Don’t have a million-dollar idea to launch your own startup, but still interested in working for one? The innovative and dynamic startup realm has exploded over the past decade with an abundance of unicorns and IPO-success stories. Emerging companies have gained increased notoriety and public attention, fostering a deeper inkling of curiosity among prospective employees.
Yet with so much excitement surrounding the startup world, working for an emerging company may not be for everyone. How do you know that you’re cut out to work in a startup environment versus a corporate one? Here are some tips to help determine the type of organization that’s best suited for you.
Advantages of working for a startup:
In order to succeed at any emerging company, you’ll need to be extremely flexible. Workers must possess wide-ranging skills and be prepared to wear several different hats on any given day. From creative work to communications assignments, you’ll have the opportunity to pitch in and contribute to a variety of projects. What’s more, with an abundance of new and innovative technologies at your disposal, you’ll be able to expand your technical knowledge in learning sophisticated pieces of software and platforms.
One of the most well-known trademarks of startup organizations is its fast-paced environment. If you enjoy high-pressure situations and the ability to frequently overcome adversity, getting involved in an emerging company seems like a no-brainer. While your work may prove to be difficult and demanding at times, there is no workplace experience more rewarding than nurturing the growth of a startup. Building an organization from the ground-up and cultivating its success can be a professional milestone like no other.
Big Fish, Small Pond
Due to initial budgetary constraints, young startups almost always feature a pool of employees that is smaller in size. As such, your work will be more visible to company leaders, allowing you the chance to make a long-lasting impact right out of the gate. Employees at startup organizations will often climb the corporate ladder and advance quicker than those at larger-scale companies. If you’re seeking a workplace culture that allows for upward mobility, a startup could be a perfect fit for you.
Early salary offers from emerging companies may struggle to compete with those from large corporations. However, startups can entice potential employees with stock and equity options to incentivize the long-term success of the organization. Whether an employee holds a small percentage of the company or is given the opportunity to purchase shares of the company at a lower price upon going public, these financial opportunities can inspire a hardworking, relentless workplace culture in startups.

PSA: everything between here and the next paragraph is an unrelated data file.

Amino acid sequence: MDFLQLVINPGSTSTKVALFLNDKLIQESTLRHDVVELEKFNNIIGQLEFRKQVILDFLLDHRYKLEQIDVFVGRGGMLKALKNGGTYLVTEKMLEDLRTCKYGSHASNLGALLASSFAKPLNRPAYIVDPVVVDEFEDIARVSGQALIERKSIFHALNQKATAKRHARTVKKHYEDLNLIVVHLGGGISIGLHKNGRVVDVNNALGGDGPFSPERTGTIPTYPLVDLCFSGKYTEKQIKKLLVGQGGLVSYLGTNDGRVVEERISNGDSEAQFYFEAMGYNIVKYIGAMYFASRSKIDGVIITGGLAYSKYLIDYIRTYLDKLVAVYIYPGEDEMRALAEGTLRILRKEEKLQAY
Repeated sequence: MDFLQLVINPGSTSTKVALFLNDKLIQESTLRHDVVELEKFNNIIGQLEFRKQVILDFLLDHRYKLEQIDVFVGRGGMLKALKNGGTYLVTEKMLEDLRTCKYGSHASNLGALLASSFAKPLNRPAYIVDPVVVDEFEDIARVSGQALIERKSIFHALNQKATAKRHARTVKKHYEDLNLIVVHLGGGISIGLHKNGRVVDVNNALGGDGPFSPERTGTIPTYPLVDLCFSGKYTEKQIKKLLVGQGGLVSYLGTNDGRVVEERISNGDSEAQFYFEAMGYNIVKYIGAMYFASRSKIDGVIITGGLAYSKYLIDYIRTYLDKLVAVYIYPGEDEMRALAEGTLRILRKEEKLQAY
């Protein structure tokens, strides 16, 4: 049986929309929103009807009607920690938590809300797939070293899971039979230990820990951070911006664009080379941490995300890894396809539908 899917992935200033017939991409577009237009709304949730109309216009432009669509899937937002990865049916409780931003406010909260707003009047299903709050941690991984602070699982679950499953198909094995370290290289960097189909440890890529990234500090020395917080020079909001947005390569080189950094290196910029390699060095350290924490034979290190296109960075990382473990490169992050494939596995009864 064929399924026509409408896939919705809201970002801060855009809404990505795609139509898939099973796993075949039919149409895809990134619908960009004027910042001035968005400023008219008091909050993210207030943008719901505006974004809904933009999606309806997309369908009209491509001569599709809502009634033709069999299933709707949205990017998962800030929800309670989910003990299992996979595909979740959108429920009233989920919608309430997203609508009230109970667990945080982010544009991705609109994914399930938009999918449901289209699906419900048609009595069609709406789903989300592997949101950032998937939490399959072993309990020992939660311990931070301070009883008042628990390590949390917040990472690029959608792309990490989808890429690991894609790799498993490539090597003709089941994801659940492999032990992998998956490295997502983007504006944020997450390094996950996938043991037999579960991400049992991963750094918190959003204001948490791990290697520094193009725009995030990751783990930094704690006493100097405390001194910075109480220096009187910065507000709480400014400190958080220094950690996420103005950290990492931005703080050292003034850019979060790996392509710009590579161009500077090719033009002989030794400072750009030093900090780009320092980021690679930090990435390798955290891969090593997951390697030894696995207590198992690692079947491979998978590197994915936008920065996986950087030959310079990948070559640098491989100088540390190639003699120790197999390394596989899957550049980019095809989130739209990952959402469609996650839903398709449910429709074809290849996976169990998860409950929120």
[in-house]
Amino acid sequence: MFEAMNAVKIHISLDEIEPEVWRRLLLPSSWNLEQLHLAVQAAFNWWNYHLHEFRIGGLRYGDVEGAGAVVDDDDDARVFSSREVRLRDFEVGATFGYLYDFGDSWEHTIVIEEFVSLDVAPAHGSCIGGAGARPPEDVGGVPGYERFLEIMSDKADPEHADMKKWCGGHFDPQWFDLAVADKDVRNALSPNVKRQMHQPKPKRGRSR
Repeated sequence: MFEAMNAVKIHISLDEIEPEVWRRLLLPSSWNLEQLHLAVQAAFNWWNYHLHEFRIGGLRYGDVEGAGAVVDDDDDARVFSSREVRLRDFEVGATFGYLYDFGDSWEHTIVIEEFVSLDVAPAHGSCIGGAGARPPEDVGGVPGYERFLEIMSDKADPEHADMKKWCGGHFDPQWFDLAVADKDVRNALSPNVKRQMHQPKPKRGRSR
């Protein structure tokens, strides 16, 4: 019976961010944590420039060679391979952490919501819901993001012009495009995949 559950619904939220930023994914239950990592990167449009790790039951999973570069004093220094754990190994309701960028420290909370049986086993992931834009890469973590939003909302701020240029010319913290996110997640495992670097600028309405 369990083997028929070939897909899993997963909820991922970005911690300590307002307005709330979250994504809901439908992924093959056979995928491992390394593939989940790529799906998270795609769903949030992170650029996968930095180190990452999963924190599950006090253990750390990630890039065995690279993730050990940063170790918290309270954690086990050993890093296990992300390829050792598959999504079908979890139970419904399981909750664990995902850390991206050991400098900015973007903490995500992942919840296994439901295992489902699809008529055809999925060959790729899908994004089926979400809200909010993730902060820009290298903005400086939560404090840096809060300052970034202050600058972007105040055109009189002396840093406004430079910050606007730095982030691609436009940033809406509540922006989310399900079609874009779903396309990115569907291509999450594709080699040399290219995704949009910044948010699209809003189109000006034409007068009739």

Here are some benefits to working for a large company:
Working for a reputable employer brand has its perks. Some workers may place great emphasis on the name of their company and whether it is recognizable or not. In many early startup organizations, brands may struggle to catch on with their intended target audience. If you’d rather work for a company with immediate name recognition, you may be best suited to work for a larger company.
In working for a larger organization, your day-to-day activities may be more defined with less variation when compared to a startup. With more employees on hand, workloads can be evenly distributed, leading to a greater work-life balance for all. In addition, an authoritative, hierarchical workplace structure may already be established, one that features a rigid chain of command. If you’re an employee who would prefer a steadier and more typical eight-hour workday, the corporate world may be best suited for you.
Let’s face it – the failure rate of a startup is much higher than that of larger corporations. While emerging companies can offer enticing compensation packages with stock options and exciting on-the-job responsibilities, you may be partial to a position with a bigger organization that promises job security. Depending on the stage of life you find yourself in, weigh your options and ponder whether a higher-risk, higher-reward move is appropriate for you.
Ultimately, your “startup vs. corporate” decision comes down to personal preference. If you’re an employee who seeks day-to-day stability, organizational hierarchy, and employer brand recognition in your professional life, then joining a corporate environment may be the way to go. But if you’re someone who enjoys greater workplace flexibility, mobility, and responsibility in your role, getting involved in a startup may be best for you.
Looking for a new opportunity with a startup organization? Viaduct can help! Check out our job board to view our latest job postings with emerging companies.